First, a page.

camera. You point and shoot and the camera does everything else.

    I guess Canon feels that people who are point-n-shooters, aren't
    likely to be interested in taking the time to do extensive post
    processing :)
    There isn't much loss in Canon's high quality JPEG.. I doubt you
    could see the difference between a JPEG and RAW converted directly
    to TIFF without any processing. I know I can't.

    The big thing with RAW *is* the ability to post process. Canon RAW
    files are 12 bit vs 8 bit for JPEG.. The greater depth allows you to
    pull more detail out of underexposed areas and in some cases salvage
    highlights from slightly overexposed areas.

    And of course, there are no paramaters applied to the RAW file. The
    settings are only applied when you actually convert the RAW to a
    JPEG or TIFF

    This allows you to change things like white balance, sharpness, contrast
    etc. after the fact. Something you just can't do with JPEG.
     
    Jim Townsend, Mar 24, 2005
    #8
  9. First, I did not reference anything about compression. I simply wrote
    "Well RAW is not really loss-less, it is more of a reduced loss. :)" No
    digital camera I know of creates any form of lossless file. In all cases I
    know of, the original data from the sensor is analog. this is processed by
    the camera into digital data (the RAW image) It is not something you or I
    can do anything about. That is why I wrote it the way I did. Sorry if it
    was confusing.
     
    Joseph Meehan, Mar 24, 2005
    #9
  10. Peter Howe

    DM Guest

    Peter,

    1) I guess the logic is that the people who want to operate the 20D in the
    basic zone modes are more your casual shooter and the most unlikely to be
    'fiddling around' in photoshop afterwards. (Personally I wish they'd just
    left them off the 20D entirely.)

    2) As to 'Best for archiving'...

    I shoot RAW + Max JPG (if the shots perfect in camera I can just use the
    original JPG without post processing)

    For all other shots I convert to 16-bit TIFF using Canon's EOSViewer
    Utility.

    I do all editing as 16-bit TIFF and only convert back to JPG when happy with
    the final edit.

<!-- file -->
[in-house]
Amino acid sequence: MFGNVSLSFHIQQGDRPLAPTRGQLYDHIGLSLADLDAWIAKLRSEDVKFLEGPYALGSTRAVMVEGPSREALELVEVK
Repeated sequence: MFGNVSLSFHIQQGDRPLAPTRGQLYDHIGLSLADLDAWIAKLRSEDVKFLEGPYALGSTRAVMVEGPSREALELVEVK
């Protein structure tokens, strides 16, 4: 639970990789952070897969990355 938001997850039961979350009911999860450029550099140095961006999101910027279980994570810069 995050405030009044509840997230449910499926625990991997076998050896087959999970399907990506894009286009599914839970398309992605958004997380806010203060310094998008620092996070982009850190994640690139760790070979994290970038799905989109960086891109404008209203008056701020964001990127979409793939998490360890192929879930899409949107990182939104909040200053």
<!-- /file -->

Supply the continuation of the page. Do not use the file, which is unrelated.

My working Harddrive is backed up every night to a second external HD

    I then archive...

    a) The original RAW file
    b) The final edit TIFF (throwing away all interim steps)
    c) The final JPG

    ....all RAW files to both DVD-RAM and a 3rd 'archive' HD (plus a 'safety'
    backup to DVD-R stored offsite)
    ....final TIFF to DVD-RAM (plus a 'safety' backup to DVD-R stored offsite)
    ....final JPG to DVD-RAM and the 'archive' HD (plus a 'safety' backup to
    DVD-R stored offsite)

    Regards

    DM
     
    DM, Mar 26, 2005
    #10
  11. Peter Howe

    Drifter Guest

    Oh good lord, do some research. This topic has been beaten to DEATH
    on various photography sites and newsgroups.


    Drifter
    "I've been here, I've been there..."
     
    Drifter, Mar 26, 2005
    #11
  12. Peter Howe

    Drifter Guest

    ---snip---
    and the really nice thing is as the available software keeps improving
    so does the ability to "repair" poor photos. The capability to
    recover "blown" highlights in Photoshop CS is AMAZING. Of course that
    doesn't help all of the pre-RAW photos I've taken <sigh>.


    Drifter
    "I've been here, I've been there..."
     
    Drifter, Mar 26, 2005
    #12
  13. Peter Howe

    DM Guest

    DM, Mar 27, 2005
    #13
  14. Peter Howe

    DM Guest

    DM, Mar 27, 2005
    #14
  15. Peter Howe

    Drifter Guest

    What conclusion? I have posted no opinion one way or the other beyond
    the fact that this issue has been debated ad-nausium.



    Drifter
    "I've been here, I've been there..."
     
    Drifter, Mar 27, 2005
    #15